Religious Sect Defends Legacy of Sewol Shipping Magnate
The Evangelical Baptist Church (EBC), a South Korean religious sect, has successfully petitioned the nation's Press Arbitration Commission to compel Korean media to print a correction to past coverage of the Sewol's owner and operator, Chonghaejin Marine.
The Sewol went down with hundreds of students on board in April 2014, killing 304 people and sparking national outrage over the vessel's management and the post-accident response. Investigators found that the Sewol had undergone improper structural modifications, including the addition of a marble-clad art gallery on a new top deck level and multiple new cabins. She had also been overloaded with excess cargo, and her crew had pumped off ballast below her minimum stability requirements to offset the additional weight. The Sewol's master and Chonghaejin Marine's CEO received long prison sentences for operating the vessel in an unsafe condition.
Many outlets – including The Maritime Executive – have incorrectly described Chonghaejin's chairman, Yoo Byung-eun, as the firm's owner. Yoo did not have any ownership interest in the firm: two of Yoo's sons, Yoo Dae-kyun and Yoo Hyuck-ki, controlled the largest stake in Chonghaejin through a series of holding companies. Prosecutors asserted that Yoo Byung-eun retained de facto control of the company, but not formal ownership. The Maritime Executive has corrected its past coverage to reflect this fact.
In a correction statement put out by the Press Arbitration Commission, EBC claimed that Yoo had had no involvement in the day-to-day operations of Chonghaejin. "As such, he had not provided any directives in regards to the overloading of the Sewol ferry or its renovation (e.g. expansion of the cabins and cargo area),” the group wrote.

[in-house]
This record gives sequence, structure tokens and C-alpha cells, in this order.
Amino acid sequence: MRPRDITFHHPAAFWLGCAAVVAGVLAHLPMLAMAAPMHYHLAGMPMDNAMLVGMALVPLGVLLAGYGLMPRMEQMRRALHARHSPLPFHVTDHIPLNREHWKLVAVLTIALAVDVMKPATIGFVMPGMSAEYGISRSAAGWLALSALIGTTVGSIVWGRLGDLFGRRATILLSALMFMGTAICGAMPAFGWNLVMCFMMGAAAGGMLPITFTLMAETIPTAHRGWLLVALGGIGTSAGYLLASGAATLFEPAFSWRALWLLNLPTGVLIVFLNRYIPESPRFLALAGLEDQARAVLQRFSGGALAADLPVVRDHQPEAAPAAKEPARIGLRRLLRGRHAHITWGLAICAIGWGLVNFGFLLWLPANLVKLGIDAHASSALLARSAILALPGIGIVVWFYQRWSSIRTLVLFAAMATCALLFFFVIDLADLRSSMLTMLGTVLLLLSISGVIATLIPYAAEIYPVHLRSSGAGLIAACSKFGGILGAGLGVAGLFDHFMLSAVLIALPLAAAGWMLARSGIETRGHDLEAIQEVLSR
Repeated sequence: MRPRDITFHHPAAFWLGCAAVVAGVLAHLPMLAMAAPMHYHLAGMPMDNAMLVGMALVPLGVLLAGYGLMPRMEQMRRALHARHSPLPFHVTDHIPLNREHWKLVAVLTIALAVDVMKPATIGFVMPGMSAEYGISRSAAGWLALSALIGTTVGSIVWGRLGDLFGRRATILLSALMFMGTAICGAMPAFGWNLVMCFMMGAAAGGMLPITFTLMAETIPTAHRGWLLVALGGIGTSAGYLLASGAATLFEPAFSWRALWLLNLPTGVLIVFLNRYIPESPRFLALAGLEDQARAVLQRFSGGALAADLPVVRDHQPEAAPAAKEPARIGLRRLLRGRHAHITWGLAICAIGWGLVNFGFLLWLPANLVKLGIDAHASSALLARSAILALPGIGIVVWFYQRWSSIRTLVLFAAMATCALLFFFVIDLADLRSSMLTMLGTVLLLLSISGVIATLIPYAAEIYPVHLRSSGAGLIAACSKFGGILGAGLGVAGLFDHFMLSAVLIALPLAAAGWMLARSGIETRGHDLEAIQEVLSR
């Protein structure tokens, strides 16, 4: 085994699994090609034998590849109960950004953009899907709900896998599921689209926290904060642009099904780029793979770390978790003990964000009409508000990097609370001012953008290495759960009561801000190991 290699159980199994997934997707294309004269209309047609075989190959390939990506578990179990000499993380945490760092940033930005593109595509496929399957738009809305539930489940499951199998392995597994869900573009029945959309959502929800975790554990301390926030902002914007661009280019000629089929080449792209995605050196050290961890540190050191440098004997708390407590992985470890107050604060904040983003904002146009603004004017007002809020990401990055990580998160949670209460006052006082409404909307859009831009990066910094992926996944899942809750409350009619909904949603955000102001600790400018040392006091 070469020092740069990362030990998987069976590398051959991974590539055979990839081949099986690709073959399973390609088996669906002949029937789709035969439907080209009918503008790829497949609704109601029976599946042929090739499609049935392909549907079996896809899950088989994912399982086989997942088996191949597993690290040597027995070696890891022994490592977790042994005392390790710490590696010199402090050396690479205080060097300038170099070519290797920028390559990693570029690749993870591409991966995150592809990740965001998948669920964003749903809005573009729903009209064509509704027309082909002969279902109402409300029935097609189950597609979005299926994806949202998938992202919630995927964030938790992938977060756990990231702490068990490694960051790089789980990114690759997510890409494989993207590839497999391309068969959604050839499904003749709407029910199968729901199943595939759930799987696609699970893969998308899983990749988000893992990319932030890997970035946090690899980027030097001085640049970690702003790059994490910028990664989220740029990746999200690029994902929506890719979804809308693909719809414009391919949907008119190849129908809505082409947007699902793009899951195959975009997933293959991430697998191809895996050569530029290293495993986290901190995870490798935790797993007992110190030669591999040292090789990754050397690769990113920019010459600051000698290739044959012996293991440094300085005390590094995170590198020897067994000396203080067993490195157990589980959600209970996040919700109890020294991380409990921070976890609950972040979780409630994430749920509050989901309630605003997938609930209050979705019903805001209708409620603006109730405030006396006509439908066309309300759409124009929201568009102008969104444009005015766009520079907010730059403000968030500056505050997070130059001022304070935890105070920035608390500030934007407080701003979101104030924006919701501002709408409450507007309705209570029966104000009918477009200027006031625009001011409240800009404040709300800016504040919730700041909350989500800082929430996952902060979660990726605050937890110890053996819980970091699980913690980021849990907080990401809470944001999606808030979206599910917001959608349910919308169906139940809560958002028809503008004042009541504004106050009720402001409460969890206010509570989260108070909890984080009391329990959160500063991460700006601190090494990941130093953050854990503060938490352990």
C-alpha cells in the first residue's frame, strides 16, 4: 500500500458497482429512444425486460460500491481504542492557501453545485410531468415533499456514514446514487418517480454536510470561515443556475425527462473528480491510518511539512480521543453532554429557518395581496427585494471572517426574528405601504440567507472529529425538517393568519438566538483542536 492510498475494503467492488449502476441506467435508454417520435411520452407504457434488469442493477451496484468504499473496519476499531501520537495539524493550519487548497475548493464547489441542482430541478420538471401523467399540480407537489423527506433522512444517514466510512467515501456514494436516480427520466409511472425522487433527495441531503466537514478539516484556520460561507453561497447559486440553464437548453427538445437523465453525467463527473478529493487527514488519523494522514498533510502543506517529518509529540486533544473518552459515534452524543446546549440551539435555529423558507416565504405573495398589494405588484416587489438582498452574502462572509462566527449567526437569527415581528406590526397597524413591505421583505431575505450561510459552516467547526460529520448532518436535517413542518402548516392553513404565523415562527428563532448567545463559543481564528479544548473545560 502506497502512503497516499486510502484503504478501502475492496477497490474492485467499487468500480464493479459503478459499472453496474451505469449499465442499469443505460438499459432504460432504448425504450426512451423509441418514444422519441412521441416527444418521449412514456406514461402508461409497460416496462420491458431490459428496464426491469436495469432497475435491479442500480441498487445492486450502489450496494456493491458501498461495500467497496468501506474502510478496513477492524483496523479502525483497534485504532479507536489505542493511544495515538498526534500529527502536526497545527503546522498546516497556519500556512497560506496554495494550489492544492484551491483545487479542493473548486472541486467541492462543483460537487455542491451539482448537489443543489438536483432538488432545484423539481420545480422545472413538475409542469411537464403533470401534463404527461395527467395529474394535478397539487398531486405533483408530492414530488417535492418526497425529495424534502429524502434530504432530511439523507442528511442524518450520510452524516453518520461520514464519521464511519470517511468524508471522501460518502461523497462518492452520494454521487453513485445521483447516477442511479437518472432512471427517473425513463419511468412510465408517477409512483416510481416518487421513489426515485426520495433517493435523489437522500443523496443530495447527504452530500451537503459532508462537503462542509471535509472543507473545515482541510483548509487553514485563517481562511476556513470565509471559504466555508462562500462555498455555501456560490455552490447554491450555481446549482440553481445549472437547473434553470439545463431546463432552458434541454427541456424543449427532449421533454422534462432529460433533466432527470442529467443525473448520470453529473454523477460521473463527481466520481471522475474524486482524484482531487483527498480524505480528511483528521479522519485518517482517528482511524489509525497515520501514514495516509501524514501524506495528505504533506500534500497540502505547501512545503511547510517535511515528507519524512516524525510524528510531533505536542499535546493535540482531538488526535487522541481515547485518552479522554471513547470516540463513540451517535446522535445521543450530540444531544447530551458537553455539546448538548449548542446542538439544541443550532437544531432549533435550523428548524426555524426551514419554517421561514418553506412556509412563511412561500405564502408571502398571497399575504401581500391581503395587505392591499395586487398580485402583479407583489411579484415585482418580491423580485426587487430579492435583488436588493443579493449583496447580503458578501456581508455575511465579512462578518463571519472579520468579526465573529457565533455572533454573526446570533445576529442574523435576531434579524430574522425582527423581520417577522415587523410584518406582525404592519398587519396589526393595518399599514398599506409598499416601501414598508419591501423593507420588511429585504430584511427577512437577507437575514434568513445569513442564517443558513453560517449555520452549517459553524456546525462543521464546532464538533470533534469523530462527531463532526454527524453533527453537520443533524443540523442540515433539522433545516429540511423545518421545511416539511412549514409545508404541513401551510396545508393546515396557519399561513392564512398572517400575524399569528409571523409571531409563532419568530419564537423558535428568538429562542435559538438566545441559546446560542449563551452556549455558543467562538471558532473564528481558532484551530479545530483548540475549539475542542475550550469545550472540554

In contrast, Chonghaejin CEO Kim Han-Sik defended himself against charges related to his involvement in the Sewol disaster by claiming that he had been acting under Yoo's direction. Kim was also a member of EBC; in its statement, the sect emphasized that the group had had no involvement in Chonghaejin's management and held no ownership stake in the firm.
After the Sewol disaster, investigators launched a nationwide manhunt for Yoo (left), and thousands of officers raided the EBC headquarters compound in a multi-day search for clues. Hundreds of EBC members promised to oppose the raid.
Yoo’s body was discoved June 12, 2014 in an orchard in Suncheon, and the circumstances surrounding his death remain unknown.
Yoo’s connections with EBC
Yoo co-founded EBC in 1962, and over the years he accumulated multiple accusations of exploiting the group’s membership. In 1991, he was convicted of stealing from sect members, and was sentenced to four years in prison. Prosecutors alleged that he stole over $100,000 (120 million won) from 34 adherents through “habitual fraud under the mask of religion.” Yoo denied the charges.
In its statement, EBC asserted that Yoo had not been "revered as a religious sect leader or been made into a God-like figure by the pertaining church or its members." The sect also emphasized that prosecutors have found no connection between Yoo and the Odaeyang mass suicide in 1987, when 32 people were found dead in a factory that was owned by a splinter group.